Marie Curie Fellowship
Project duration: 
Dec 2019 to Dec 2022

We will examinate Darcy's law of sap flow to determinate the influence of trees' height in its response to drought in short ang long term.


Plants adjust leaf water potential and hydraulic conductance under drought through stomatal behaviour, reducing sap flow and protecting plants from extensive water loss and embolism. Due to the negative effect that vapour pressure deficit (VPD) and tree height have on canopy-scale water conductance (G), Darcy’s law predicts a decline in G due to the expected increase in VPD following climate warming, to which tall trees would be presumably more sensitive. Further work is thus needed to understand the effect that tree size has on tree response to increased VPD and drought.

This project aims at (1) testing whether, at a given VPD, trees adjust different functional traits to compensate for the negative effect of height on G in (a) tropical forests and (b) at a global scale, and (2) describing the mechanisms behind these adjustments and the potential interactions with other functional processes that may impair tree response to drought stress with increasing size.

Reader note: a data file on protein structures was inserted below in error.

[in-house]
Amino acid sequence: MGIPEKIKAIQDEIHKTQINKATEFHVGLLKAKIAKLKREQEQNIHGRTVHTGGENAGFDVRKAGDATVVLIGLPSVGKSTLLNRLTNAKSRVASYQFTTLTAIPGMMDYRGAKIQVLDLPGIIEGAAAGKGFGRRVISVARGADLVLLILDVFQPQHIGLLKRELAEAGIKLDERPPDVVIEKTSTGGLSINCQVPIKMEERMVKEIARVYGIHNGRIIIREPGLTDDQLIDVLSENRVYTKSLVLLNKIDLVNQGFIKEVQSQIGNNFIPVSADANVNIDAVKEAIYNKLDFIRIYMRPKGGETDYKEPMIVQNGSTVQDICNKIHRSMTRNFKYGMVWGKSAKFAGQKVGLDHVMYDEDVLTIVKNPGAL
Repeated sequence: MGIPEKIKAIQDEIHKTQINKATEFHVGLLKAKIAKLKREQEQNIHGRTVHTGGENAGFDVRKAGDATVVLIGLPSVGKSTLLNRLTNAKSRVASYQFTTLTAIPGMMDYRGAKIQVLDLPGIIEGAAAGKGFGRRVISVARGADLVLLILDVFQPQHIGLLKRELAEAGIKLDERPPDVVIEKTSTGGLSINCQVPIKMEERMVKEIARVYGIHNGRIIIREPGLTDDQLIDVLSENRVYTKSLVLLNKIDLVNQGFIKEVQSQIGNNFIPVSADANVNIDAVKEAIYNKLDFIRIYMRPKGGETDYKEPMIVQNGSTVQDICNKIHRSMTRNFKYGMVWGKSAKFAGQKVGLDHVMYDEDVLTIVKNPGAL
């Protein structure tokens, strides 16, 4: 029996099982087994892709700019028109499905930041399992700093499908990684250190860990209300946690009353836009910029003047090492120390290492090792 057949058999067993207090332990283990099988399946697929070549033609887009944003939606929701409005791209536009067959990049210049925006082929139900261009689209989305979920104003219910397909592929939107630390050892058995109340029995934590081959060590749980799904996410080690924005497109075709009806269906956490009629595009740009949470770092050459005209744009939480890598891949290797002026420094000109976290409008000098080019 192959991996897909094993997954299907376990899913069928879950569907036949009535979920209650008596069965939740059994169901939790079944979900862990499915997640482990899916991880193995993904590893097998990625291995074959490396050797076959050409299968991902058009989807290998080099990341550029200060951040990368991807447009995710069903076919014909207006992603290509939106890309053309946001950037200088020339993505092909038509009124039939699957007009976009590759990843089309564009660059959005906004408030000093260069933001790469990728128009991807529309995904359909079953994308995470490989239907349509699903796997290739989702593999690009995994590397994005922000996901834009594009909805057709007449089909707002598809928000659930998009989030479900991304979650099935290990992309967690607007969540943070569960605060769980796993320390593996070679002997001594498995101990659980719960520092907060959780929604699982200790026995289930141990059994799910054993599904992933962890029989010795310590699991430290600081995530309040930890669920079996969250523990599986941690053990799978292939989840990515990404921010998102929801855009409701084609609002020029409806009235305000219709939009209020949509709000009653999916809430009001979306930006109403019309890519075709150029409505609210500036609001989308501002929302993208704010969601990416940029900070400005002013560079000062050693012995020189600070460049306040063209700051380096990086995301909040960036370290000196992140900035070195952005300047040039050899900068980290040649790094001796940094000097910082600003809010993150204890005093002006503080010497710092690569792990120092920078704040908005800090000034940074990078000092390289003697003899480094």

We will first measure multiple functional traits (including sap flux, gas exchange and leaf and xylem water potential) on trees of different heights to test Darcy’s law predictions and evaluate the role that the trade-offs among traits play on enhanced vulnerability to drought with increasing tree size in tropical forests. In order to assess whether the studied mechanisms prevail across species and ecosystems, we will perform a global-scale analysis of sap-flow and, thus, G responses to VPD as a function of tree height using the sap-flux data from 176 species and nine different biomes gathered within SAPFLUXNET. This integrated analysis will provide a better understanding of the role that tree size plays in tree vulnerability to drought in the short (temporary physiological response) and long term (legacy effects), allowing the improvement of mechanistic models of tree response to climatic variability. Such information is essential to better simulate the impact that climate change may have on forest ecosystems.